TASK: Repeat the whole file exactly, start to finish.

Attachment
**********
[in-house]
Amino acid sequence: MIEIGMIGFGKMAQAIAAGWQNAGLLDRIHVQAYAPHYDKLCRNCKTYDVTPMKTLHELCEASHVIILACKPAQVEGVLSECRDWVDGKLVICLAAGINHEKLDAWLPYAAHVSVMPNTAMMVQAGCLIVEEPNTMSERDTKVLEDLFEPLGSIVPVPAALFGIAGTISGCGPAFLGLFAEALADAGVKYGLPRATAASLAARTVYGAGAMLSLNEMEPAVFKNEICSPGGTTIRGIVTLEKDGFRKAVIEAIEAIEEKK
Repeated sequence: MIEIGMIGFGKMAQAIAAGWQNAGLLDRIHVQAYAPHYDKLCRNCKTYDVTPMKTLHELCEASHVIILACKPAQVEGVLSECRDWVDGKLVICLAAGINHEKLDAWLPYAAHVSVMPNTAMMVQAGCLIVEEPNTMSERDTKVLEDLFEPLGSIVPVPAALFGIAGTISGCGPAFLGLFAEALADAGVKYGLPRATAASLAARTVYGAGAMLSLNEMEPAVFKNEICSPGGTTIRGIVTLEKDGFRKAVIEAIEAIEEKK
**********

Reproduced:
[in-house]
Amino acid sequence: MIEIGMIGFGKMAQAIAAGWQNAGLLDRIHVQAYAPHYDKLCRNCKTYDVTPMKTLHELCEASHVIILACKPAQVEGVLSECRDWVDGKLVICLAAGINHEKLDAWLPYAAHVSVMPNTAMMVQAGCLIVEEPNTMSERDTKVLEDLFEPLGSIVPVPAALFGIAGTISGCGPAFLGLFAEALADAGVKYGLPRATAASLAARTVYGAGAMLSLNEMEPAVFKNEICSPGGTTIRGIVTLEKDGFRKAVIEAIEAIEEKK
Repeated sequence: MIEIGMIGFGKMAQAIAAGWQNAGLLDRIHVQAYAPHYDKLCRNCKTYDVTPMKTLHELCEASHVIILACKPAQVEGVLSECRDWVDGKLVICLAAGINHEKLDAWLPYAAHVSVMPNTAMMVQAGCLIVEEPNTMSERDTKVLEDLFEPLGSIVPVPAALFGIAGTISGCGPAFLGLFAEALADAGVKYGLPRATAASLAARTVYGAGAMLSLNEMEPAVFKNEICSPGGTTIRGIVTLEKDGFRKAVIEAIEAIEEKK